Ethical intervention

Anthony Pym recently created a Youtube channel where he has posted a number of videos on translation studies (e.g. a conference presentation on translator intervention, some course material on sociolinguistics, a talk on humanism in university education). I’ve enjoyed downloading these and listening to them whenever I go out for a jog.

One of these videos, which discusses the ethics of translators intervening during the translation process, has an interesting conclusion. About five minutes into the third video in this series, Pym argues the following:

I will now solve the problem of the Peace Map intervention. […] What is this text? What is this Road Map? What is its function? What’s it doing out in the world? It’s a text that has to work as a basis for conversation, for dialogue, for future exchange. It’s a point of departure; it’s not a fixed text. And any intervention—most of the articles were added in a Palestinian newspaper—likely to get popular support for this initiative in the town where the translation was carried out, if that aim is laudable, if that translation can get large segments of the population engaged in an act of cross-cultural communication like the Road Map for Peace or any other peace initiative or any other act of cooperation, then it is ethically laudable, in that situation, for that purpose. I have now justified ethical intervention.

I found this to be an intriguing way of assessing the ethics of translator interventions. The argument here seems to be that translators are free to intervene in a text as long as they are doing so in line with the purpose of the text. Since the purpose of the text would change according to the situation, the same intervention could be deemed ethical or unethical in different situations. But I think this argument raises a number of questions.

Let’s look at the second-to-last sentence, where Pym argues that “any intervention […] likely to get popular support for this initiative in the town where the translation was carried out, if that aim is laudable, […] then it is ethically laudable, in that situation, for that purpose.” My question here is, who determines whether the aim is laudable? The translator(s)? The receiver(s)? The client(s)? Someone else? What if different agents determine that different aims are laudable in a given situation? How does that affect the interventions made by the translator? What happens when a text has multiple (and possibly conflicting) purposes? And what happens if the translator intervenes with the intention of supporting the document’s purpose (in this case to get popular support for the Road Map) but the interventions have the opposite effect once the translation is published? Does this make the translator’s interventions any less ethical?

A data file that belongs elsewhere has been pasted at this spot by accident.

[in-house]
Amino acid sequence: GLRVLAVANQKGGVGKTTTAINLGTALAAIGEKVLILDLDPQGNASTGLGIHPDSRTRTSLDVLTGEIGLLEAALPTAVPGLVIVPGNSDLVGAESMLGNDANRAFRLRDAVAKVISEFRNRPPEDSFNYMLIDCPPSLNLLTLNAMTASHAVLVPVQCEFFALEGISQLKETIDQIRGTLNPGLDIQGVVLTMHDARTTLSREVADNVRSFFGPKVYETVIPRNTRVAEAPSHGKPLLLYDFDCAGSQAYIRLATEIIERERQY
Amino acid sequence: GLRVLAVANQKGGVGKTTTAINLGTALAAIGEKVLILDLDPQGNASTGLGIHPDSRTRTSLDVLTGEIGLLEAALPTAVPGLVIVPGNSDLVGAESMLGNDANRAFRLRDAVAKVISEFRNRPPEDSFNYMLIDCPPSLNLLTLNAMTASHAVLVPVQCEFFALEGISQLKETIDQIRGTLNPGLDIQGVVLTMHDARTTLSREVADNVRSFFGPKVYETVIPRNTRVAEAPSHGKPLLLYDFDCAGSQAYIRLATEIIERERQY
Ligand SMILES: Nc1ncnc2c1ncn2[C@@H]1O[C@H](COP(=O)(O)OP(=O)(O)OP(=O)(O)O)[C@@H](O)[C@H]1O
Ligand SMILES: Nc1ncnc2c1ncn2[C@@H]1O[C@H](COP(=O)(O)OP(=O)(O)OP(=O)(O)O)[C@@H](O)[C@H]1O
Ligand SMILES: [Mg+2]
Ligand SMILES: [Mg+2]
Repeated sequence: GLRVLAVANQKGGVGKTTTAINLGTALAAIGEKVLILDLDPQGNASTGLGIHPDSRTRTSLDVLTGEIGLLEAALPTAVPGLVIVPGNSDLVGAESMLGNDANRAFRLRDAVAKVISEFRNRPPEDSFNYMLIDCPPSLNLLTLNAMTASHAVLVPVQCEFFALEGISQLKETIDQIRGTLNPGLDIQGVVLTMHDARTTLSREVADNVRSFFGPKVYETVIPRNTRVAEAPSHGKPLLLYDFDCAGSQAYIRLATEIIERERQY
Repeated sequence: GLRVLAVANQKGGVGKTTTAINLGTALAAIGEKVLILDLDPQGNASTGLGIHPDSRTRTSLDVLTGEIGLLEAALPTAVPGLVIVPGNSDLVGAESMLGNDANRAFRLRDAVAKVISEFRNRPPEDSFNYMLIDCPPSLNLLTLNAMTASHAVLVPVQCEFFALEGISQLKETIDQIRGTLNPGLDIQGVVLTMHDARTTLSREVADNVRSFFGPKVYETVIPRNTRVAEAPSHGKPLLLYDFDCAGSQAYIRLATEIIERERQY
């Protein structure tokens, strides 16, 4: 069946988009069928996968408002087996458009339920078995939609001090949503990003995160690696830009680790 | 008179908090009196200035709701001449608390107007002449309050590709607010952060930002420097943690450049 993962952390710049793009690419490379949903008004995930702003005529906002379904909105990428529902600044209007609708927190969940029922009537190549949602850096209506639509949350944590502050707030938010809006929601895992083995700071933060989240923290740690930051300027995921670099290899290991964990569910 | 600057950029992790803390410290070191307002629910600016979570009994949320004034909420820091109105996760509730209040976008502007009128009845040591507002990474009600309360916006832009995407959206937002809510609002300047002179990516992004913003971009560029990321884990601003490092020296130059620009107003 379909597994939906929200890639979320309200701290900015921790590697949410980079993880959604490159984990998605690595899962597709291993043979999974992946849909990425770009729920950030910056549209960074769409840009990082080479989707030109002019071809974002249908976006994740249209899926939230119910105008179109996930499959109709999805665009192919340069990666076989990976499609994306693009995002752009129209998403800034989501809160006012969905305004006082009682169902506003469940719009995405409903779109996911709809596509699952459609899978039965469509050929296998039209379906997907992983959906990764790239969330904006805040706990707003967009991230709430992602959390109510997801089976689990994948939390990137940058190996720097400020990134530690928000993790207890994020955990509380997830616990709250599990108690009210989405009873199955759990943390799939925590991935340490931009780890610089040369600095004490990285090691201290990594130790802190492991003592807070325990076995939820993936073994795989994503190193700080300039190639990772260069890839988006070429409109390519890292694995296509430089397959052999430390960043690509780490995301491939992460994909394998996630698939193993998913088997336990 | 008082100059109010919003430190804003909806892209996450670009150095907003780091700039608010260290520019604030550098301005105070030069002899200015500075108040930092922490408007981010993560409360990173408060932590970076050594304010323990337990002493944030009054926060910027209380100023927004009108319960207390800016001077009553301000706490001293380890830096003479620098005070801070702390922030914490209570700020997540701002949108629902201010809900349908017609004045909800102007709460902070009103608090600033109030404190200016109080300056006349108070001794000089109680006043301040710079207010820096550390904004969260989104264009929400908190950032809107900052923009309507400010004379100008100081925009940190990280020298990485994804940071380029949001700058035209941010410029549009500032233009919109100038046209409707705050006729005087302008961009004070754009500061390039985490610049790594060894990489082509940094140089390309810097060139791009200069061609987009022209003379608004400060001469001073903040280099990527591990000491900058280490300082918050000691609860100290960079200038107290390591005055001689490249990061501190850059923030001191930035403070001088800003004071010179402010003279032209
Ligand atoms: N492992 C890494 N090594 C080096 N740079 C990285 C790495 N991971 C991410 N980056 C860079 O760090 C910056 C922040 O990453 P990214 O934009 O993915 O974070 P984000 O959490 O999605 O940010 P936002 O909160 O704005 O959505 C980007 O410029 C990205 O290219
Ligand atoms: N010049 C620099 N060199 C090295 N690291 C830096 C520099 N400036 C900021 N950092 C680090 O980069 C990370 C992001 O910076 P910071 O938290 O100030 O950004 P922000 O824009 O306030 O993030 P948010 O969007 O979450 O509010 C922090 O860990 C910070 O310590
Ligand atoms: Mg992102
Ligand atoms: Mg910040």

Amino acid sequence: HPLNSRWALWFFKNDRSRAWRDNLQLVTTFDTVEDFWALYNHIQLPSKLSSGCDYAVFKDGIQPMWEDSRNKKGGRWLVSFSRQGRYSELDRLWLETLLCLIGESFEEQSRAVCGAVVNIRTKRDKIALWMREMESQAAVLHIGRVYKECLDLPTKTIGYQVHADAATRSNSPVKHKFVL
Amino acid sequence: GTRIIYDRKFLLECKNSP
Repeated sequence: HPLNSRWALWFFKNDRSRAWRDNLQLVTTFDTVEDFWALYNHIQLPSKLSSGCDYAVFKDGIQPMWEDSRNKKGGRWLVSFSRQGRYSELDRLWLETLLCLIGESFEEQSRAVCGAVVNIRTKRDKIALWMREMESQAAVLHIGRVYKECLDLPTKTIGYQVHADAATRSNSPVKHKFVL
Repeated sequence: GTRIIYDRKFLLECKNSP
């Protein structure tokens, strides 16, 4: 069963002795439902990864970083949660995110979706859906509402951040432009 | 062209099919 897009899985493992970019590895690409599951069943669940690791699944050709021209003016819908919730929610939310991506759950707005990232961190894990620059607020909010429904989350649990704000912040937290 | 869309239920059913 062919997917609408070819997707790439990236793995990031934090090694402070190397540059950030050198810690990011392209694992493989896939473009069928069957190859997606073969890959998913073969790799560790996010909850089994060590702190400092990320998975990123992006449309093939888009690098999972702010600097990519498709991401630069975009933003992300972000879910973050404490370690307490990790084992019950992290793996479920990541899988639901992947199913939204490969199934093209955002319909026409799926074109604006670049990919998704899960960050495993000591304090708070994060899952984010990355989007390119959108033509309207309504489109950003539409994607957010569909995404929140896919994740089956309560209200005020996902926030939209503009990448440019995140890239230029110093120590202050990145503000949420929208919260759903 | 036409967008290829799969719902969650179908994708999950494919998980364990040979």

Pym does clarify some of these points when he responds to a comment from a YouTube viewer. The commenter wanted to know what happens when the translator intervenes for better cooperation between two cultures and this adversely affects a third culture. Pym’s response is as follows:

The ethics I am interested in is consciously regional, in this case limited to a profession; it is not general, not for all humanity.
The aim of this regional ethics is long-term benefits for all parties engaged in the communication act (i.e. not just two sides, and including the mediator). So mutual benefits for Hitler and Mussolini, for example, would make their communication professionally ethical even when it is not in the interests of many others.

Those determining whether an aim is “laudable,” then would presumably be the parties engaged in the communication act. However, this still doesn’t answer the question about what happens when an intervention is intended to have one effect but actually has another. Does the intent to act laudably make an act ethical, even if the action is ultimately deemed not to be laudable by the parties involved in the communication act?

Finally, it occurs to me that this entire argument is based on deception: the target readers of the translated Road Map do not know that the translator has intervened in the text. What happens when and if they discover that the proposals in the translation are not entirely the same as the proposals in the original document? Though the translator’s interventions may initially increase popular support for the Road Map, they may ultimately erode this support when and if the target readers discover that they have been deceived into believing the document said one thing when it actually said something else.

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